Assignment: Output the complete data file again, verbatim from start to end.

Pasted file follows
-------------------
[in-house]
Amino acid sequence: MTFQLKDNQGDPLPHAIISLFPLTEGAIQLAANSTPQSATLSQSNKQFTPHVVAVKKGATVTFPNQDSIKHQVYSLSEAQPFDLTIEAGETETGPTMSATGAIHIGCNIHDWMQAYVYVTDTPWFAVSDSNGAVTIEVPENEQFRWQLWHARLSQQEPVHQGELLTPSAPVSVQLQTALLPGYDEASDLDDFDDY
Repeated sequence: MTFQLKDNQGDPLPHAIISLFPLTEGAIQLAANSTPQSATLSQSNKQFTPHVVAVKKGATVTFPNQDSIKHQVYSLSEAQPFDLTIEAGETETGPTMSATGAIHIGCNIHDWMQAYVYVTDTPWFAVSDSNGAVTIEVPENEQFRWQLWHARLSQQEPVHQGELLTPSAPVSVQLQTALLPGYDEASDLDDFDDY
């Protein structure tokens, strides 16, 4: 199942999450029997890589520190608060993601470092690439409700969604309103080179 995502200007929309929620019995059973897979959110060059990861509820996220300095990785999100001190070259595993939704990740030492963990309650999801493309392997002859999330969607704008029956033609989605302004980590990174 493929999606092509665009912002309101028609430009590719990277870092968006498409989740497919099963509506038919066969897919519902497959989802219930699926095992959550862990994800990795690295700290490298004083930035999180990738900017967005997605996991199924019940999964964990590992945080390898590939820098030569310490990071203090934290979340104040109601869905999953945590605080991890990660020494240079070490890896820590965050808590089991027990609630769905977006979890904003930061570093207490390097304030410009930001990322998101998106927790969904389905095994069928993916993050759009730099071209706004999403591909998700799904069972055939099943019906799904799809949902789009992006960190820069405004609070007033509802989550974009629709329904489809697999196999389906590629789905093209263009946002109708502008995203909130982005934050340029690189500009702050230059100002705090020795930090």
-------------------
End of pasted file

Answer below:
[in-house]
Amino acid sequence: MTFQLKDNQGDPLPHAIISLFPLTEGAIQLAANSTPQSATLSQSNKQFTPHVVAVKKGATVTFPNQDSIKHQVYSLSEAQPFDLTIEAGETETGPTMSATGAIHIGCNIHDWMQAYVYVTDTPWFAVSDSNGAVTIEVPENEQFRWQLWHARLSQQEPVHQGELLTPSAPVSVQLQTALLPGYDEASDLDDFDDY
Repeated sequence: MTFQLKDNQGDPLPHAIISLFPLTEGAIQLAANSTPQSATLSQSNKQFTPHVVAVKKGATVTFPNQDSIKHQVYSLSEAQPFDLTIEAGETETGPTMSATGAIHIGCNIHDWMQAYVYVTDTPWFAVSDSNGAVTIEVPENEQFRWQLWHARLSQQEPVHQGELLTPSAPVSVQLQTALLPGYDEASDLDDFDDY
């Protein structure tokens, strides 16, 4: 199942999450029997890589520190608060993601470092690439409700969604309103080179 995502200007929309929620019995059973897979959110060059990861509820996220300095990785999100001190070259595993939704990740030492963990309650999801493309392997002859999330969607704008029956033609989605302004980590990174 493929999606092509665009912002309101028609430009590719990277870092968006498409989740497919099963509506038919066969897919519902497959989802219930699926095992959550862990994800990795690295700290490298004083930035999180990738900017967005997605996991199924019940999964964990590992945080390898590939820098030569310490990071203090934290979340104040109601869905999953945590605080991890990660020494240079070490890896820590965050808590089991027990609630769905977006979890904003930061570093207490390097304030410009930001990322998101998106927790969904389905095994069928993916993050759009730099071209706004999403591909998700799904069972055939099943019906799904799809949902789009992006960190820069405004609070007033509802989550974009629709329904489809697999196999389906590629789905093209263009946002109708502008995203909130982005934050340029690189500009702050230059100002705090020795930090």